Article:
Buyer's Guide Update: CAD/CAM systems and lasers

Dear Buyer's Guide Update Member,

This edition of the DrBicuspid Buyer's Guide Update examines two of the most cutting-edge technologies in dentistry today: CAD/CAM systems and lasers.

CAD/CAM systems have become a key component of technologically current dental offices. In addition to being able to offer "single appointment" dentistry, dentists using CAD/CAM systems in their practice can maintain total product and artistic control of the restorations to be fabricated and seated. CAD/CAM also allows clinicians to spend the majority of their time on tooth preparation and seating of the final restoration. In addition, the computer and milling processes diminish potential inaccuracies resulting from the hand/laboratory fabrication process.

As with any capital equipment buying decision, there are a number of factors to consider when purchasing CAD/CAM technology, from clinical implications to return on investment. Some questions you should ask before purchasing a CAD/CAM system include:

  • How long has the company that supports this technology been in business?
  • Are its technicians well-trained and is its software technical support easy to access?
  • How long does the warranty last, what does it cover, and how is the system maintained and serviced?
  • How far in advance must one schedule training before using the CAD/CAM unit?

For a discussion and comparison of two CAD/CAM systems -- the well-established Cerec and the newer E4D -- click here.

For current information about CAD/CAM products and suppliers, check out this DrBicuspid Buyer's Guide category:

Another cutting-edge technology is dental lasers. Systems are available for use on both soft and hard tissue, and have been available commercially for more than a decade.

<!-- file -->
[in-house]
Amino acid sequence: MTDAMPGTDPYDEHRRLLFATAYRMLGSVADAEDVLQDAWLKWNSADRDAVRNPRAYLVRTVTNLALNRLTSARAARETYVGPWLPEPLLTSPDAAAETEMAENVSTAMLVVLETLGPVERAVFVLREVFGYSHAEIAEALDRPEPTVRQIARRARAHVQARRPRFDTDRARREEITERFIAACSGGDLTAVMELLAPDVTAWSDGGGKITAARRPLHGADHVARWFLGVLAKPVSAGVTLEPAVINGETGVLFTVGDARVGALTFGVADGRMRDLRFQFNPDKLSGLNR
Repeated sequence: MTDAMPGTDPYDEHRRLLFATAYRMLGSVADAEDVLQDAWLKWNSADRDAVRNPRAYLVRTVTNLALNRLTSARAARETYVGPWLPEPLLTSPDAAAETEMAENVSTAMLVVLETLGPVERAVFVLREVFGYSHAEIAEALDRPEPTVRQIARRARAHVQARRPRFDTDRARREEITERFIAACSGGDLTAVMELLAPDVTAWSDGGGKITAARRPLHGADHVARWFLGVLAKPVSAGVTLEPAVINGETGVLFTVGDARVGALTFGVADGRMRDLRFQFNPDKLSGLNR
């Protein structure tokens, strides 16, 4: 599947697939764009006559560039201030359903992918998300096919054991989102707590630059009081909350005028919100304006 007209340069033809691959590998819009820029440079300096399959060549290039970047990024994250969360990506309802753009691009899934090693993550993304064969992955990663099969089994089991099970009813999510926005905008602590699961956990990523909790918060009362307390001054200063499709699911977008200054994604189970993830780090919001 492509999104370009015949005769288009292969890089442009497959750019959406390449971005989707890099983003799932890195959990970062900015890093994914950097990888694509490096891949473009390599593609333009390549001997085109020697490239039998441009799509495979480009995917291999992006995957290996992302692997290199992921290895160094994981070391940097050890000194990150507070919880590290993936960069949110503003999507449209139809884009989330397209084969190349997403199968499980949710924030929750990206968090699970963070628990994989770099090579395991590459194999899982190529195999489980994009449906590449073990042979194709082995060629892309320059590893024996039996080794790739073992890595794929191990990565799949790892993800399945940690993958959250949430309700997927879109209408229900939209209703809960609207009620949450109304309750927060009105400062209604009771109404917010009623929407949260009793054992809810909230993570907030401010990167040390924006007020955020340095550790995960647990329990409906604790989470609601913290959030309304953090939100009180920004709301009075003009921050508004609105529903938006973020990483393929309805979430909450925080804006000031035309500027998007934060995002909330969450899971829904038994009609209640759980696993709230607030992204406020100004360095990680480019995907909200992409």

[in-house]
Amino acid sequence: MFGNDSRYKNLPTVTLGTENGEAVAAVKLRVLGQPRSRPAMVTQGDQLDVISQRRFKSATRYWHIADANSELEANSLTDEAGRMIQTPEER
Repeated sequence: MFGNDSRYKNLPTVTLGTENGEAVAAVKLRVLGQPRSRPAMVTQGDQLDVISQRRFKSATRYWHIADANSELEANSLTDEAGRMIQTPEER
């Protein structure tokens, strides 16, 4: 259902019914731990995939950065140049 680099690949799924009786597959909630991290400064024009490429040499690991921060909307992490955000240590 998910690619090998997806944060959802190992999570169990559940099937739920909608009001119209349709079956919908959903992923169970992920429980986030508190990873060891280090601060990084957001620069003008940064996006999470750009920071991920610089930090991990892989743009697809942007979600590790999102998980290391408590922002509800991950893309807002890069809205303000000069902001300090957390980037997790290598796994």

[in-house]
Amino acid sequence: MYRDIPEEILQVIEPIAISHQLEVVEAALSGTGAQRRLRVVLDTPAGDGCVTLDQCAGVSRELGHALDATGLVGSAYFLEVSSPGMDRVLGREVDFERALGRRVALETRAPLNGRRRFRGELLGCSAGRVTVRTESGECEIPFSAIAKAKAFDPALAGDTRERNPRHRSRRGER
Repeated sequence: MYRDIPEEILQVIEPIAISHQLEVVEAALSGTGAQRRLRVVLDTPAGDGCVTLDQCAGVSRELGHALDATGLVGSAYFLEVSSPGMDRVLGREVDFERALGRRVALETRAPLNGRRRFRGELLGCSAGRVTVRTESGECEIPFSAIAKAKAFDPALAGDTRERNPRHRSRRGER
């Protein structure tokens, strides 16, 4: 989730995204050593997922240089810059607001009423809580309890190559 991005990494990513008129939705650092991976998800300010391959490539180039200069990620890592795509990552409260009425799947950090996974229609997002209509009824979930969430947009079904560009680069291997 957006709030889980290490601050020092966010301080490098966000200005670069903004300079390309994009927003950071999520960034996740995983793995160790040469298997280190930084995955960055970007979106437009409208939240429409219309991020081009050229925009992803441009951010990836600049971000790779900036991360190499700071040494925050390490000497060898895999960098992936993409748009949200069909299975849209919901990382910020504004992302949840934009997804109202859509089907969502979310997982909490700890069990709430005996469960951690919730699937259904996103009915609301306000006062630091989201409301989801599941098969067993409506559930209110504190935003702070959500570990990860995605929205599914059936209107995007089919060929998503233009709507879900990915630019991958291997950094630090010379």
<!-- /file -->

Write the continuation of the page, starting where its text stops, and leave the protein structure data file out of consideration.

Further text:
While a number of laser types are on the market -- including CO2, Nd:YAG, erbium, and diode -- diode lasers today dominate the dental laser market, in large part because they are cost-effective, compact, and easy to use. Manufacturers like Sirona and Ivoclar Vivadent have jumped into the dental laser market with diode laser systems, while Biolase Technology -- long a leader in hard-tissue lasers -- now offers a handheld diode laser for soft-tissue applications. Hoya ConBio also sells a compact diode laser for soft-tissue work, while Zap Lasers has one diode laser designed specifically for orthodontics, and another one for hygienists.

Despite all this commercial activity, fewer than 5% of general dentists use lasers in their practices, according to Biolase. The main reason is cost. Soft-tissue diode lasers start at around $8,000, but for many procedures they're replacing an electrosurgery unit that costs less than $1,000.

Hard-tissue lasers such as the Er:YAG (erbium-doped yttrium aluminum garnet) are in a different cost bracket entirely. Though they can be used for a broader range of procedures, such as drilling teeth and cutting bone, they can cost $80,000 or more.

Let DrBicuspid help you better understand how this technology can enhance your practice (read more). And be sure to check out the Buyer's Guide to see which model might best fit your needs:

You can also click on any of the links below for more information about individual products and services. If you're a vendor and would like to update your Buyer's Guide listings, just send an e-mail to [email protected] to get started.

Page 1 of 155
Next Page